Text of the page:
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Quartz Daily Brief—Americas edition—Gaza Eid ceasefire, Russia’s $50B verdict, McDonald’s goes meatless, zero-G geckos saved

By Quartz Staff

What to watch for today

A tense ceasefire in Gaza. The Israeli army eased its attacks and says it will only fire in response to rockets from Gaza, which have declined sharply as Palestinians began Eid al-Fitr celebrations. US secretary of state John Kerry is struggling to create a more lasting truce.

Data from major economies. The US releases pending home sales figures for June, with conflicting signs over whether it’s business as usual. Japan’s jobless rate and household spending data (due Monday night ET) will give insight into the nation’s recovery.

Shinzo Abe visits Latin America. The Japanese prime minister made a brief stop in Trini­dad and Toba­go this weekend on his way to Mexico, Colom­bia, Chile and Brazil, in an attempt to match the diplomatic maneuvers of Chinese president Xi Jinping.

The First World War began a hundred years ago. Nations across Europe will mark the centenary of Austria-Hungary declaring war on Serbia. Britain is spending £50 million ($85 million) for four years of events and ceremonies.

Over the weekend

Russia was hit with an enormous legal bill. The international arbitration court in The Hague ruled that Russia is liable for a whopping $50 billion in damages to former shareholders of Yukos, an oil company seized in a ”devious and calculated expropriation” in 2004. Russia is almost certain to appeal, so the fight over compensation could take another 10 years at least.

21st Century Fox sweetened its Time Warner bid a smidgen. Rupert Murdoch’s media giant is prepared to offer Time Warner shareholders a seat on the board of the combined company, a source told the Wall Street Journal (paywall). Time Warner dismissed the offer as “cosmetic.”

McDonald’s meat supplier in China issued a total recall. The US-based owner of Shanghai Husi, the processor that sold expired meat, recalled all of its meat products, which also went to chains like KFC and Starbucks. Some McDonald’s outlets in Beijing, Shanghai, and other cities are only serving fries and drinks until new suppliers can be found.

Nissan beat estimates thanks to US and China sales. The automaker’s operating profit rose by a higher-than-expected 13.4% to 122.6 billion yen ($1.2 billion) in its first quarter. Better US and China sales were offset by Japan’s April tax rise, which hurt domestic sales.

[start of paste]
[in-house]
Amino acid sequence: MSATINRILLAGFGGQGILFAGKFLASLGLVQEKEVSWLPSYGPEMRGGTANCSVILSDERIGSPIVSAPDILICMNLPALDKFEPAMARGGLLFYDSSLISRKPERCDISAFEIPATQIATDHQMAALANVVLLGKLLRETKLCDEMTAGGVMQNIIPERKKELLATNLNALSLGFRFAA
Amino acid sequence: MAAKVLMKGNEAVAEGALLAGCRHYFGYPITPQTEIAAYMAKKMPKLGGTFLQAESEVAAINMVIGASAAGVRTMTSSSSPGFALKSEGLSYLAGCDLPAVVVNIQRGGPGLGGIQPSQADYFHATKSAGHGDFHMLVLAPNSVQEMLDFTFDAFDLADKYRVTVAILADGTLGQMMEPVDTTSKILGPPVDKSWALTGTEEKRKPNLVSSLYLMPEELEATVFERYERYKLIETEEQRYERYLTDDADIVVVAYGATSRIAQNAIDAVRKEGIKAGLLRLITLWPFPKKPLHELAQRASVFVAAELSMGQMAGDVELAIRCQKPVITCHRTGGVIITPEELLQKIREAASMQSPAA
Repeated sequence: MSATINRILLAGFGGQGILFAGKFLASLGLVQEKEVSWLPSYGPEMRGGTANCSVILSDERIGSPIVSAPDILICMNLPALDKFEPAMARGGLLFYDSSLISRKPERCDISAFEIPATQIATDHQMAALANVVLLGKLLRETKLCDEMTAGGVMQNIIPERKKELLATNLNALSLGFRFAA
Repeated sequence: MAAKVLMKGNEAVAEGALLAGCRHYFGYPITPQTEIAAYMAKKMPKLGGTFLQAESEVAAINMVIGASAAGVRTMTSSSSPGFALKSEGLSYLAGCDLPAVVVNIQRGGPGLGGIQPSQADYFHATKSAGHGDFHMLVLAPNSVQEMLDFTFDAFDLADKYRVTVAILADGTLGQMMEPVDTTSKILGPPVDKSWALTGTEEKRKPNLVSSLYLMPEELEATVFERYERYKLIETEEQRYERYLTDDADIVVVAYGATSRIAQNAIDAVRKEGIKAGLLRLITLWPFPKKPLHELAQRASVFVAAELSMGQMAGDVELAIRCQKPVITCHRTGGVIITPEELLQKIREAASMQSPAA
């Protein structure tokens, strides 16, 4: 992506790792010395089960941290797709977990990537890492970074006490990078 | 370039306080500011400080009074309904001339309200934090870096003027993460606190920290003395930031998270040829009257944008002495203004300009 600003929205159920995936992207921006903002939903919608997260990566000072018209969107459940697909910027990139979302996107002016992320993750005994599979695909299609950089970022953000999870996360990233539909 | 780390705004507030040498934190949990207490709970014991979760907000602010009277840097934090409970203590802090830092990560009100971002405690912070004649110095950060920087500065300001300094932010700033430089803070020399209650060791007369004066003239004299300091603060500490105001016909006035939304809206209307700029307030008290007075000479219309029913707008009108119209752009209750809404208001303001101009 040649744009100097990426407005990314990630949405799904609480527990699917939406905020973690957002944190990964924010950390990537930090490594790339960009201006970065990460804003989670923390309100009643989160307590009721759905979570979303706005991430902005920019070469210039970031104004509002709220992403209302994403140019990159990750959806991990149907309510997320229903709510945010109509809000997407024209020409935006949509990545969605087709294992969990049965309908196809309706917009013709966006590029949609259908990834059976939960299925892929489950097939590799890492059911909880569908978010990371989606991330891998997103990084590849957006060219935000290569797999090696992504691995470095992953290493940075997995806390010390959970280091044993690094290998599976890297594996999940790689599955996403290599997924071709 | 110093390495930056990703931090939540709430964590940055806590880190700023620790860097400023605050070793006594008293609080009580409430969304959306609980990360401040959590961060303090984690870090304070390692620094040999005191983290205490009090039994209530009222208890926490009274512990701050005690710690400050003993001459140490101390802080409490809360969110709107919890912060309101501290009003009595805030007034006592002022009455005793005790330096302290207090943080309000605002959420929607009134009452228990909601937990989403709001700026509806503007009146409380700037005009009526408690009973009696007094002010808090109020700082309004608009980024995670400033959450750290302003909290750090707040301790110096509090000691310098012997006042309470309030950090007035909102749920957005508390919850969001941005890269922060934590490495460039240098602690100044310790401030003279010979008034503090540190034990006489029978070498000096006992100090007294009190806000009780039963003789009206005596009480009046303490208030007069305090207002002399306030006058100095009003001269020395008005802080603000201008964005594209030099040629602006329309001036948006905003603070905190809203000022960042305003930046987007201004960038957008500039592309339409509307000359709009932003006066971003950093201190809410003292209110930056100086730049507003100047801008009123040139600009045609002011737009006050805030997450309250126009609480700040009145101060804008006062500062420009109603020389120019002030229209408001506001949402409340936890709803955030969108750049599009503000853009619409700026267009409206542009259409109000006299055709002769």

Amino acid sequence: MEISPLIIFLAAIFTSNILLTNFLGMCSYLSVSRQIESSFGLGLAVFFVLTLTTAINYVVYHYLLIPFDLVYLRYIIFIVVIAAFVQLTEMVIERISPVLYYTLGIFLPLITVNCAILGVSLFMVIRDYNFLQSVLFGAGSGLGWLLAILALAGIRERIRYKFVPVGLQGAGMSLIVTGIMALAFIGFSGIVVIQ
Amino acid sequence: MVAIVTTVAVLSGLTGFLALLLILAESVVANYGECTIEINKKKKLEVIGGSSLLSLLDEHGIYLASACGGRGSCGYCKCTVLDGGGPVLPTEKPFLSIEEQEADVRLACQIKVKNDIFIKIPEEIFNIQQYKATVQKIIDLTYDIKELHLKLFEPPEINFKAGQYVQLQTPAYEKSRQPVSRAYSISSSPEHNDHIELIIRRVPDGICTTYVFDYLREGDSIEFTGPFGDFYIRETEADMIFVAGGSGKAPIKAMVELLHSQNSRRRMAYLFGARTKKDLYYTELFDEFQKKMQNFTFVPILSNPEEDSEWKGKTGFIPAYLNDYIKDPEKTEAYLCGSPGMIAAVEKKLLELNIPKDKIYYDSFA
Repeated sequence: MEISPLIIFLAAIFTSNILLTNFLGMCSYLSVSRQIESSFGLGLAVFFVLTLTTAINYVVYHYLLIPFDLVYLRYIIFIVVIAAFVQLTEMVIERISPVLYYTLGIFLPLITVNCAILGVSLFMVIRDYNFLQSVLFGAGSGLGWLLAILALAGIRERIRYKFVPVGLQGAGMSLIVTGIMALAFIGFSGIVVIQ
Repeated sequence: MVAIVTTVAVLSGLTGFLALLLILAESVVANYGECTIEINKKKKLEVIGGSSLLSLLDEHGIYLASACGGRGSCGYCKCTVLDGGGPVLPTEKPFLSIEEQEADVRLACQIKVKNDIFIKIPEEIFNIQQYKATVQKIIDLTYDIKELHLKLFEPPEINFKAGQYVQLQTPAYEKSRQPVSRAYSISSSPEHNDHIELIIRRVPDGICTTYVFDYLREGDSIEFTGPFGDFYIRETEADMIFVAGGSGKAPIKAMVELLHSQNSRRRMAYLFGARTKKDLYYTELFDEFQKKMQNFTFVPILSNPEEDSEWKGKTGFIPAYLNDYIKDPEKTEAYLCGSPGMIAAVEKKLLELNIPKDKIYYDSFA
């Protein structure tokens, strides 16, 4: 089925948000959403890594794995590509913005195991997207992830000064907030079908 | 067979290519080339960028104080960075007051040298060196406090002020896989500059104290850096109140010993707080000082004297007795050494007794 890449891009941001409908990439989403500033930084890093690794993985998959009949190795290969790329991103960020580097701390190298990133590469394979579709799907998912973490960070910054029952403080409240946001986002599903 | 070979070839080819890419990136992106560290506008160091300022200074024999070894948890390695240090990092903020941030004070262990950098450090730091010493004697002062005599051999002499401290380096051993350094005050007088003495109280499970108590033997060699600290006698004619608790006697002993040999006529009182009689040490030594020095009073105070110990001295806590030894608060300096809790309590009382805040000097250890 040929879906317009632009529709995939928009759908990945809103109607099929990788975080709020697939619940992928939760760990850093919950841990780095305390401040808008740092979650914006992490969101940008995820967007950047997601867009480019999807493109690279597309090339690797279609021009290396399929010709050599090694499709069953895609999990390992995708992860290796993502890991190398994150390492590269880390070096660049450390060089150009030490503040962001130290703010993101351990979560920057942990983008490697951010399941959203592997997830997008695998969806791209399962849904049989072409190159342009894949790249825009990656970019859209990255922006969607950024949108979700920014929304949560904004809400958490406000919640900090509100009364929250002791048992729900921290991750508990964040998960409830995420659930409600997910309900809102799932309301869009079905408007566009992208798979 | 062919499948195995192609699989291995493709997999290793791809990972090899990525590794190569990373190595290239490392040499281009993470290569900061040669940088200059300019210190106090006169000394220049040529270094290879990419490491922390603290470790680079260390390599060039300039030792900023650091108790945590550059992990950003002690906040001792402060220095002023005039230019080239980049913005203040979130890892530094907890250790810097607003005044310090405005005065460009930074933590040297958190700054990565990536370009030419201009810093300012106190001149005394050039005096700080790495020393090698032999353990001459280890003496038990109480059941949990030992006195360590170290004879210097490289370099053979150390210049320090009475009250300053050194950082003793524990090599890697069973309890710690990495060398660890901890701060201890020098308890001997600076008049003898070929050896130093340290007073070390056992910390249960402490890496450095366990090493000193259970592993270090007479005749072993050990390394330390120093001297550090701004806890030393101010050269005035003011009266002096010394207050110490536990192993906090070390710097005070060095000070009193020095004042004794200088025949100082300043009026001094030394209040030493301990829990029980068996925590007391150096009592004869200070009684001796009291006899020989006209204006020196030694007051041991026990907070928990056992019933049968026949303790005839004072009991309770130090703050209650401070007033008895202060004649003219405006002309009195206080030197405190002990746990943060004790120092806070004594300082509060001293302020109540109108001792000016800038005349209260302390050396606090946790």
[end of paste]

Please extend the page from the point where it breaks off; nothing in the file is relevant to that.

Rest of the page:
Boko Haram abducted the Cameroonian deputy prime minister’s wife. A local religious leader and the mayor were also abducted from a border town. The terrorist group has increased attacks in Cameroon in recent weeks, after its army was deployed to fight the Nigeria-based militants.

GlaxoSmithKline is mulling a breakup. The UK’s biggest drugmaker might split its consumer healthcare business, which is relaunching next year as a joint venture with Novartis, from its main pharmaceutical unit (paywall)—the latest move in an ongoing reshuffle of the drug industry.

Ebola killed a top Liberian doctor. Samuel Brisbane was one of the most prominent victims of the outbreak that has killed some 600 people in three countries; two US volunteer doctors have also been infected. The disease reached Nigeria on Friday via a sick airline passenger.

Quartz obsession interlude

Kabir Chibber on why Western tech giants shouldn’t worry about Chinese copycatting, but about what happens when it stops. “China’s near neighbor, South Korea, set the precedent for Chinese tech companies’ evolution. ‘In a region of fast growth, since the 1960s Korea has increased its per-capita-GDP more quickly than any of its neighbors,’ the consultancy firm McKinsey notes. That’s also the period during which the country started to move from manufacturing high-end components for Western gadget makers to competing with them.” Read more here.

Matters of debate

Germany is the new land of opportunity. It’s laying down the red carpet for immigrants.

If corporations are people, why can’t people be corporations? Rights harmonization should flow in both directions.

The Sixth Extinction is upon us. During the Fifth Extinction, the dinosaurs died out.

The US should legalize marijuana. So says the New York Times editorial board.

Croatia is the next EU crisis country. Growth is stagnating (paywall) and reforms are going too slowly.

Surprising discoveries

Americans lost a third of their net worth in the last decade. The average family was worth $87,992 in 2003 and just $56,335 in 2013.

Squid protein could make better prosthetic limbs, by connecting human nerve tissue with computers.

Russia fixed its gecko sex satellite. Control has been restored and the geckos should be able to return to Earth safely.

Golf courses are banned in China. To get one built, developers have to label it a “resort.”

A robot is hitchhiking across Canada. Made from leftover junk, it takes selfies with anyone who gives it a ride.

Our best wishes for a productive day. Please send any news, comments, vagrant robot selfies, and zero-G gecko fan fiction to hi@qz.com. You can follow us on Twitter here for updates throughout the day.

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